Dave Bittner:

Have they changed the way that they’re publishing new vulnerabilities? In other words, are they now publishing them with the backdating baked in from the outset?

Priscilla Moriuchi:

No. So, that’s the funny part. It seems, at least from this first examination of ours, that they sort of did it in one bulk update. So, they looked at the methodology that we used. We didn’t publish all of the CVEs by number — the ones that we had identified — we just published our methodology. They would have had to repeat our methodology in order to backdate only those CVEs. We also discovered that … So, we published that blog back in November, and all of these outlier CVEs that were published before November 2017 were all backdated, but outlier CVEs published after November 2017 were not.

So it’s either a one-time attempt to scrub what we found, at Recorded Future, in trying to get rid of that evidence for that process or two, they may periodically update or backdate those publication dates, or three, in the future they could just publish fraudulent dates to begin with. That would be much trickier to track. It’s still kind of new for us in terms of how we’re trying to track the changes and the data manipulation that they’re conducting, but yeah, it’s an interesting response.

Dave Bittner:

So, take us through why this matters. How does this affect security researchers?

Priscilla Moriuchi:

For security researchers, it’s going to be a little bit more difficult to anticipate, at least from the MSS and vulnerability side, which vulnerabilities the MSS may be using. But I think more broadly, we’re sort of talking about a system … China’s manipulation of their NVD data fits into this larger M.O. that they have, which is data control. Controlling the data of their own citizens, of foreign companies within the country, and how that impacts foreigners and particularly, Westerners, or those of us who are listening here.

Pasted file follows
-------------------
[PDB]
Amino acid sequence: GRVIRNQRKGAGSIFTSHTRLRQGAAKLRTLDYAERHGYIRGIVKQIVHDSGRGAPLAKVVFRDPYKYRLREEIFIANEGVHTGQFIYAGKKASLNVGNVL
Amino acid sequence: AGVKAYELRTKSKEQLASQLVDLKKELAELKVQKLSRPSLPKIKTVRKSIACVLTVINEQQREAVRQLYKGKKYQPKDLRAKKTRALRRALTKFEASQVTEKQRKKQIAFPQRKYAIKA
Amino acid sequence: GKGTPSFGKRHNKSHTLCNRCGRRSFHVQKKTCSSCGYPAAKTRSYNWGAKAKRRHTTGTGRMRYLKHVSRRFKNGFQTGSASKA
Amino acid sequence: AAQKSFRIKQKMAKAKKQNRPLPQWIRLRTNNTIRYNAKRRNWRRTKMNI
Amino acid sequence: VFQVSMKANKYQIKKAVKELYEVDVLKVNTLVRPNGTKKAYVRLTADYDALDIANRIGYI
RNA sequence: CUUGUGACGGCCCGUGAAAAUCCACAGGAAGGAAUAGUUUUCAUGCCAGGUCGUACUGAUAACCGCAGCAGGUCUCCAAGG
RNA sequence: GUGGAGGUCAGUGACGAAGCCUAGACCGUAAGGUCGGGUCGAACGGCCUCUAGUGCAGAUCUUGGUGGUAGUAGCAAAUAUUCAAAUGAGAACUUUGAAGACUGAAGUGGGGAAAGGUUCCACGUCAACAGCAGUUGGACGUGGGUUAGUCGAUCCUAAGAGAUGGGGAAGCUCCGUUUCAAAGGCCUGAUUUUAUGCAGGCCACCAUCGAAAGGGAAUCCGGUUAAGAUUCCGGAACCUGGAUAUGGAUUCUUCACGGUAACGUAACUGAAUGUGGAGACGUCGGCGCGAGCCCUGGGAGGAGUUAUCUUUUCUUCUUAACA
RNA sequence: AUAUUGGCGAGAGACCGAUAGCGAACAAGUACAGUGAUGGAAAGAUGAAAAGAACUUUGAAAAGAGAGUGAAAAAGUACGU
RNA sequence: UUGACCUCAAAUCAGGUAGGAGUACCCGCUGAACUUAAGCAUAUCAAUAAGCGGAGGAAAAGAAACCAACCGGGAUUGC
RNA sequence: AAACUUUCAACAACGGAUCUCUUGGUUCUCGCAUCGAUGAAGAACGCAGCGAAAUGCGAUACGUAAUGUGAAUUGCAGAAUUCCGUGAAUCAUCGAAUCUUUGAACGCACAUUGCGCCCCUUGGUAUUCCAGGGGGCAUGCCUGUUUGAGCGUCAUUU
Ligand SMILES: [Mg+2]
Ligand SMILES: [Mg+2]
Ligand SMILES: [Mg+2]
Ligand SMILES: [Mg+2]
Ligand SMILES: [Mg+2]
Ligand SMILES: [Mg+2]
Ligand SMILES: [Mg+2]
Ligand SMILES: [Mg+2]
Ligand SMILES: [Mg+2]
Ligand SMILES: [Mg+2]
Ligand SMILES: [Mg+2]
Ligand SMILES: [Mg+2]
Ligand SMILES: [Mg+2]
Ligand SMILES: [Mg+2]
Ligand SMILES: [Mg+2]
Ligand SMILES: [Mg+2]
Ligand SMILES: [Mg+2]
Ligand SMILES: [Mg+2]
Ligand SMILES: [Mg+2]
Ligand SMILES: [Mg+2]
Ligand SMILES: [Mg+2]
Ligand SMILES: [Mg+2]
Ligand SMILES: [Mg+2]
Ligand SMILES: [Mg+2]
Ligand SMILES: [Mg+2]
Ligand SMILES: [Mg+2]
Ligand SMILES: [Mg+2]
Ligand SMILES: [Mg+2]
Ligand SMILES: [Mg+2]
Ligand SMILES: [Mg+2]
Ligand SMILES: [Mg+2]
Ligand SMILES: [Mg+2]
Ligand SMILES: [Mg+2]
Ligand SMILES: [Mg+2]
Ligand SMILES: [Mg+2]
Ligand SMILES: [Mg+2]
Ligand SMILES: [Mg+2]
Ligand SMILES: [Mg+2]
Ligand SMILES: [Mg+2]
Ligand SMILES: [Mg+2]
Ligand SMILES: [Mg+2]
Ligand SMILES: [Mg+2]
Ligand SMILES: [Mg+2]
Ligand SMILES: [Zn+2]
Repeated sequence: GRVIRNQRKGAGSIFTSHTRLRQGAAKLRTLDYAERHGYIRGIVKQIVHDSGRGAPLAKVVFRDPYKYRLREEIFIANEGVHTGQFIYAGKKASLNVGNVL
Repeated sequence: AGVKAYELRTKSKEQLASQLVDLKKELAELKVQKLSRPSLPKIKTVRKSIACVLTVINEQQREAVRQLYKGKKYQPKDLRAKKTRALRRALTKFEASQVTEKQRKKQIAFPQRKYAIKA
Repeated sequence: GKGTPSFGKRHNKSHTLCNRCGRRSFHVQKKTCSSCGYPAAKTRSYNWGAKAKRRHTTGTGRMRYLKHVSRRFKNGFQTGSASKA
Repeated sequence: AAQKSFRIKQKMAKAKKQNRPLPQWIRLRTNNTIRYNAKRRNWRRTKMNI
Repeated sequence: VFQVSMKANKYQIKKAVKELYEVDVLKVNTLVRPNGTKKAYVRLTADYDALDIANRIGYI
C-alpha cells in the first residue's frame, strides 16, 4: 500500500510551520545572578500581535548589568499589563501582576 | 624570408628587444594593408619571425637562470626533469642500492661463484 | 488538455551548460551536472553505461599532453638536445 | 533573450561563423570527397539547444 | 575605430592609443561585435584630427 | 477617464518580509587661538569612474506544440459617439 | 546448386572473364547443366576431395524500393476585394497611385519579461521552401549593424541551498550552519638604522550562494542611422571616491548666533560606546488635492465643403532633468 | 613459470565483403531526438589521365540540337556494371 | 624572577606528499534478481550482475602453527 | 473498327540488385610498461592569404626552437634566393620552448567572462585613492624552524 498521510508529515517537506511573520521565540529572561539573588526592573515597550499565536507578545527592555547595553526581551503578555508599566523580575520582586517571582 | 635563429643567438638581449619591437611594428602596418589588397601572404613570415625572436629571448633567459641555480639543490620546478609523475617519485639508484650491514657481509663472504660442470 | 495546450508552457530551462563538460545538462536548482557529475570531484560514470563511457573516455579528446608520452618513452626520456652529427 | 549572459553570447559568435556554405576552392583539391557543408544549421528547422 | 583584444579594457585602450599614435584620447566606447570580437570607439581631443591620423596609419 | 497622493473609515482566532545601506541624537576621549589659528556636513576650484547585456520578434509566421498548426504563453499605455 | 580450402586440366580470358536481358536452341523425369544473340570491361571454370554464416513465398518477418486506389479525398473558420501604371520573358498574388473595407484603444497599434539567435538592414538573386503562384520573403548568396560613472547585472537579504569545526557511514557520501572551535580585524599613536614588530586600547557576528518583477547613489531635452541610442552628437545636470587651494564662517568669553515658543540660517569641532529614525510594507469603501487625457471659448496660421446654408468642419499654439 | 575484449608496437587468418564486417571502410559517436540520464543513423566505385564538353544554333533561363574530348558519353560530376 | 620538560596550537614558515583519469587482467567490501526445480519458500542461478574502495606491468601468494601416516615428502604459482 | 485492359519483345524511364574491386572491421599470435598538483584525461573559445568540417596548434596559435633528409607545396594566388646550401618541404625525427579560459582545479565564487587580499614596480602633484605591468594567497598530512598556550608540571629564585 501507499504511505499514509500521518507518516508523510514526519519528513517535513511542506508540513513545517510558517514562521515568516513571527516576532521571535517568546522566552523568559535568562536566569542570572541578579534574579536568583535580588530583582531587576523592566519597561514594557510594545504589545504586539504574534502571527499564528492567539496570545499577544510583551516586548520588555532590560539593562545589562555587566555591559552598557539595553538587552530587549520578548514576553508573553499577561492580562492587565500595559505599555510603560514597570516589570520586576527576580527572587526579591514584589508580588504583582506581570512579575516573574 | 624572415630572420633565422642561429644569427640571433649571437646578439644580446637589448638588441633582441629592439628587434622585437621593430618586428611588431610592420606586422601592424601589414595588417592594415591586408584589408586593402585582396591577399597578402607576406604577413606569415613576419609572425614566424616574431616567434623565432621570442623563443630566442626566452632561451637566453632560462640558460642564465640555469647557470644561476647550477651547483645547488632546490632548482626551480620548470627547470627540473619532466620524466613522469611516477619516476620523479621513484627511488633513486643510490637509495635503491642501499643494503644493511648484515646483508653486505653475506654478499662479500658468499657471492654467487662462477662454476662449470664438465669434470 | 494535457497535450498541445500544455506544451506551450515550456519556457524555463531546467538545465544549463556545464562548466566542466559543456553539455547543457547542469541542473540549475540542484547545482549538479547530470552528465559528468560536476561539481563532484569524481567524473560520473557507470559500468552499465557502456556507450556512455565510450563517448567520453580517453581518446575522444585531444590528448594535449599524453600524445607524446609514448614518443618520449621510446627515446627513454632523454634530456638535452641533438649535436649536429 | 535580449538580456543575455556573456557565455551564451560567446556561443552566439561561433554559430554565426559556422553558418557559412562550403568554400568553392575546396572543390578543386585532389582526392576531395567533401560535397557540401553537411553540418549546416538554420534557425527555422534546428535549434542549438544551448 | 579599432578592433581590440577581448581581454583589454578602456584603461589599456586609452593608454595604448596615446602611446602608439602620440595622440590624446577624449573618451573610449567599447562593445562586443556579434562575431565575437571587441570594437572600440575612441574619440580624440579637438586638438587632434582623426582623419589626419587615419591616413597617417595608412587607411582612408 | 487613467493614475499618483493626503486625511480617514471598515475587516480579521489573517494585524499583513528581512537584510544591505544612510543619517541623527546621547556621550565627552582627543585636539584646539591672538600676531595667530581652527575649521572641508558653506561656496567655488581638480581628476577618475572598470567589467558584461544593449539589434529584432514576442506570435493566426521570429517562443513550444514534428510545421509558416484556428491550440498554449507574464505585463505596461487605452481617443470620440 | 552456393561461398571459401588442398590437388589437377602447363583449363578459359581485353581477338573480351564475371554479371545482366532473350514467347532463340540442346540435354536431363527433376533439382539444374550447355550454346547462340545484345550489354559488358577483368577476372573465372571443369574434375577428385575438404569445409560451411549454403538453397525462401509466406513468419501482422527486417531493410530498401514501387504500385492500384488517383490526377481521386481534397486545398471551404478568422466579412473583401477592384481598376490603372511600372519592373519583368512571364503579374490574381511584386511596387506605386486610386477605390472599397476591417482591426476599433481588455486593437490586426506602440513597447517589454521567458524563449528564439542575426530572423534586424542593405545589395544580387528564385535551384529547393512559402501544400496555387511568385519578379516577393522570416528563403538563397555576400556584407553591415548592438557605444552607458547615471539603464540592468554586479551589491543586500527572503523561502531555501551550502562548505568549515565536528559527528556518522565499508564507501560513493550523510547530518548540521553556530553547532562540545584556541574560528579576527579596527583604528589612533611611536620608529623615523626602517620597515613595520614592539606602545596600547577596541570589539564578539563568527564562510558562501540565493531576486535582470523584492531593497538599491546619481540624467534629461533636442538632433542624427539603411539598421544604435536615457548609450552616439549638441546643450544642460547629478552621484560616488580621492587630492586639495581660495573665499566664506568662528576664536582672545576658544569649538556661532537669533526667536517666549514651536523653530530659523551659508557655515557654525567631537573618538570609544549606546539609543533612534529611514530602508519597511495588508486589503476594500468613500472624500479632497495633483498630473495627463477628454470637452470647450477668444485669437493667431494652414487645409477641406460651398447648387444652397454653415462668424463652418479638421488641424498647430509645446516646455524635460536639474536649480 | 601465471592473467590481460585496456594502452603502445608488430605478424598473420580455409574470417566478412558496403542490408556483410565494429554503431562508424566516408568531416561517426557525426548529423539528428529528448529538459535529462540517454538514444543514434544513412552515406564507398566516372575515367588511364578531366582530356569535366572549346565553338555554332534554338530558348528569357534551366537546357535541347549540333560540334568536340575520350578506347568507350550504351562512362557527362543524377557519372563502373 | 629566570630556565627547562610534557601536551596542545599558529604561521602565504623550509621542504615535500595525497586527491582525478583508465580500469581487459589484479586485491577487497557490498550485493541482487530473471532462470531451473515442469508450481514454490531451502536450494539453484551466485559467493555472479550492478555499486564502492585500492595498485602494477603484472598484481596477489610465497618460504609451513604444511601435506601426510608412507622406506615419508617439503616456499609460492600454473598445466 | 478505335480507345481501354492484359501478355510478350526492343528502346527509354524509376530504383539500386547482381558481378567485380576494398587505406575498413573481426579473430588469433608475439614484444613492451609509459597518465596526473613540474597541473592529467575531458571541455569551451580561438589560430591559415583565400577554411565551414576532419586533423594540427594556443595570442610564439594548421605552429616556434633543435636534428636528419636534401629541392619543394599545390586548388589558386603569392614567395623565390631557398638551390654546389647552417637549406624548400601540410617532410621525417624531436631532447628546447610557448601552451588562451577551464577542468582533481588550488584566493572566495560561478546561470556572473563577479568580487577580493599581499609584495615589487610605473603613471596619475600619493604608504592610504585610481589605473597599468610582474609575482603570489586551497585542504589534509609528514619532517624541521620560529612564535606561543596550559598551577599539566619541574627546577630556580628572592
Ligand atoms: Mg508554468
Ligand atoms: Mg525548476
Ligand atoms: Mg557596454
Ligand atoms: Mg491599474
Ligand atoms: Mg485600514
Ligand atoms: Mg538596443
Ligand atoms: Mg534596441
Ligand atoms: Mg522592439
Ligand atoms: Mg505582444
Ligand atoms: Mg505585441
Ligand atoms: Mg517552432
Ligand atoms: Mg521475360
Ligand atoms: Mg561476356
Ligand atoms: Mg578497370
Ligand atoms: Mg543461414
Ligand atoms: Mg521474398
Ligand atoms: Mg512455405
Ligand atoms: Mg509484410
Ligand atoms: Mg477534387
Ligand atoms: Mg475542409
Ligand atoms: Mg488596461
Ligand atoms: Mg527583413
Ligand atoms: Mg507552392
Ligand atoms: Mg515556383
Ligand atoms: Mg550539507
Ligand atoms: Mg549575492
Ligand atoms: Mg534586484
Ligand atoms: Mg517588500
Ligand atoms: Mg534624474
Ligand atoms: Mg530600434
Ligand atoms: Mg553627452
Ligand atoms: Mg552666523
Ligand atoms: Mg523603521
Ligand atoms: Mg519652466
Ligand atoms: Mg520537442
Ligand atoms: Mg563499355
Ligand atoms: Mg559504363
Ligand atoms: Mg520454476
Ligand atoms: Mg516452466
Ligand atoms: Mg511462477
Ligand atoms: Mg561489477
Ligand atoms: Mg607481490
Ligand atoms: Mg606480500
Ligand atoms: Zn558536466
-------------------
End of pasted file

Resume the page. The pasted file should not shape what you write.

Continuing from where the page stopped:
It takes you back to research that we’d done earlier on China’s cybersecurity law, which is kind of like their information control law, and how that requires Western companies, for example, to submit to these reviews that are run by the MSS, of their technology. We really see this data manipulation by the CNNVD as all part of this larger system of control that China’s imposing, not just on its own people, but on anyone, any company, any entity that does business or travels to China. That’s meaningful for all of us, really, because we all use products from large, multinational companies. Products that have, store, and use our data, for example. It could be a privacy concern for some people in the future. This is sort of just one thread of the larger story about how China is controlling their information and manipulation of the domestic Chinese information environment, and how it can affect the whole world.

Dave Bittner:

One of the interesting things you pointed out in the research was that there’s the potential for there being a liability issue for companies who rely on CNNVD data. Can you take us through that?

Priscilla Moriuchi:

Yeah, so, say you’re a company and your sole source of information is CNNVD data. If we take that Microsoft Suite vulnerability as an example, the 0199, it was initially published to the public in April, right? However, we have seen that there was an exploit that was developed for that vulnerability as early as April and May, but China didn’t publish that vulnerability until June. So, if you are a Chinese company that was relying on Chinese data, then your company did not know about that vulnerability until June, when the rest of the world knew about it back in April.

When the CNNVD went back and changed the date on that … If you had an incident somewhere in that lag between April and June, if you go back, it would look like your company had known about that vulnerability, but chose not to remediate. Where in reality, your company didn’t know about that vulnerability because you were using CNNVD data and you had no way to remediate it. So, sort of depending on the data, the breach, and the country, this data manipulation could put companies at risk — even further risk — for things like fines or legal action resulting from an intrusion.

Dave Bittner:

From a big picture point of view, what does this do in terms of relying on the CNNVD as a source of data for these sorts of things?